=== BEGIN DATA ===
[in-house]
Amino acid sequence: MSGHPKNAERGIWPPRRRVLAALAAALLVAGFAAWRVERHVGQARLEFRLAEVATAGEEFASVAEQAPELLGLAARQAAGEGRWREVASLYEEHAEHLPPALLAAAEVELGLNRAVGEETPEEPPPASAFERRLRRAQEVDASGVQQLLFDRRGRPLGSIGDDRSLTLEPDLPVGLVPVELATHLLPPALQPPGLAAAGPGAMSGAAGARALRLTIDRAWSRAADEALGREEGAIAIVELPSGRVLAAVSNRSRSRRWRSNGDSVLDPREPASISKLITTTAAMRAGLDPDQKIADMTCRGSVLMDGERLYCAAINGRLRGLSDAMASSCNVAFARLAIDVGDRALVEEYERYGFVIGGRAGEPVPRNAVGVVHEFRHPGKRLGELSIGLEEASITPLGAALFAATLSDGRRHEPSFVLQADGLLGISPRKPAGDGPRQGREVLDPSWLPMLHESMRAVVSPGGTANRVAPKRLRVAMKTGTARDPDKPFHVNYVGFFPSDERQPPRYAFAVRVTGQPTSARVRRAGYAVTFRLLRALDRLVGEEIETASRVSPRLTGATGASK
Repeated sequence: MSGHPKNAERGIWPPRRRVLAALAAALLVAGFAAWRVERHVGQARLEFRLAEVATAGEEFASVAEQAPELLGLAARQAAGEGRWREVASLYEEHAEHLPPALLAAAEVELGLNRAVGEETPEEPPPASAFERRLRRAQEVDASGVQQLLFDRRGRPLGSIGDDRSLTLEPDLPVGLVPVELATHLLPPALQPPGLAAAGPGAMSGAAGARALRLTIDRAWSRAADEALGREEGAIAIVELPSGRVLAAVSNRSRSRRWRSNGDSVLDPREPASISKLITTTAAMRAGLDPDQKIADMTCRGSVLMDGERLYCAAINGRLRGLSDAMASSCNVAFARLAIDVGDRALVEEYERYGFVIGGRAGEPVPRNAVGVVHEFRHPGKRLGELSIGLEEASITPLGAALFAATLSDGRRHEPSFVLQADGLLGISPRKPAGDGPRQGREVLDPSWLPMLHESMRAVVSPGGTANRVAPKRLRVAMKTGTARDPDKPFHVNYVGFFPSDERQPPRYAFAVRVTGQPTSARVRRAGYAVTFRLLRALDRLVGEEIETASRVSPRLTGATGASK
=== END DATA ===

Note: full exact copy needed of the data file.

[in-house]
Amino acid sequence: MSGHPKNAERGIWPPRRRVLAALAAALLVAGFAAWRVERHVGQARLEFRLAEVATAGEEFASVAEQAPELLGLAARQAAGEGRWREVASLYEEHAEHLPPALLAAAEVELGLNRAVGEETPEEPPPASAFERRLRRAQEVDASGVQQLLFDRRGRPLGSIGDDRSLTLEPDLPVGLVPVELATHLLPPALQPPGLAAAGPGAMSGAAGARALRLTIDRAWSRAADEALGREEGAIAIVELPSGRVLAAVSNRSRSRRWRSNGDSVLDPREPASISKLITTTAAMRAGLDPDQKIADMTCRGSVLMDGERLYCAAINGRLRGLSDAMASSCNVAFARLAIDVGDRALVEEYERYGFVIGGRAGEPVPRNAVGVVHEFRHPGKRLGELSIGLEEASITPLGAALFAATLSDGRRHEPSFVLQADGLLGISPRKPAGDGPRQGREVLDPSWLPMLHESMRAVVSPGGTANRVAPKRLRVAMKTGTARDPDKPFHVNYVGFFPSDERQPPRYAFAVRVTGQPTSARVRRAGYAVTFRLLRALDRLVGEEIETASRVSPRLTGATGASK
Repeated sequence: MSGHPKNAERGIWPPRRRVLAALAAALLVAGFAAWRVERHVGQARLEFRLAEVATAGEEFASVAEQAPELLGLAARQAAGEGRWREVASLYEEHAEHLPPALLAAAEVELGLNRAVGEETPEEPPPASAFERRLRRAQEVDASGVQQLLFDRRGRPLGSIGDDRSLTLEPDLPVGLVPVELATHLLPPALQPPGLAAAGPGAMSGAAGARALRLTIDRAWSRAADEALGREEGAIAIVELPSGRVLAAVSNRSRSRRWRSNGDSVLDPREPASISKLITTTAAMRAGLDPDQKIADMTCRGSVLMDGERLYCAAINGRLRGLSDAMASSCNVAFARLAIDVGDRALVEEYERYGFVIGGRAGEPVPRNAVGVVHEFRHPGKRLGELSIGLEEASITPLGAALFAATLSDGRRHEPSFVLQADGLLGISPRKPAGDGPRQGREVLDPSWLPMLHESMRAVVSPGGTANRVAPKRLRVAMKTGTARDPDKPFHVNYVGFFPSDERQPPRYAFAVRVTGQPTSARVRRAGYAVTFRLLRALDRLVGEEIETASRVSPRLTGATGASK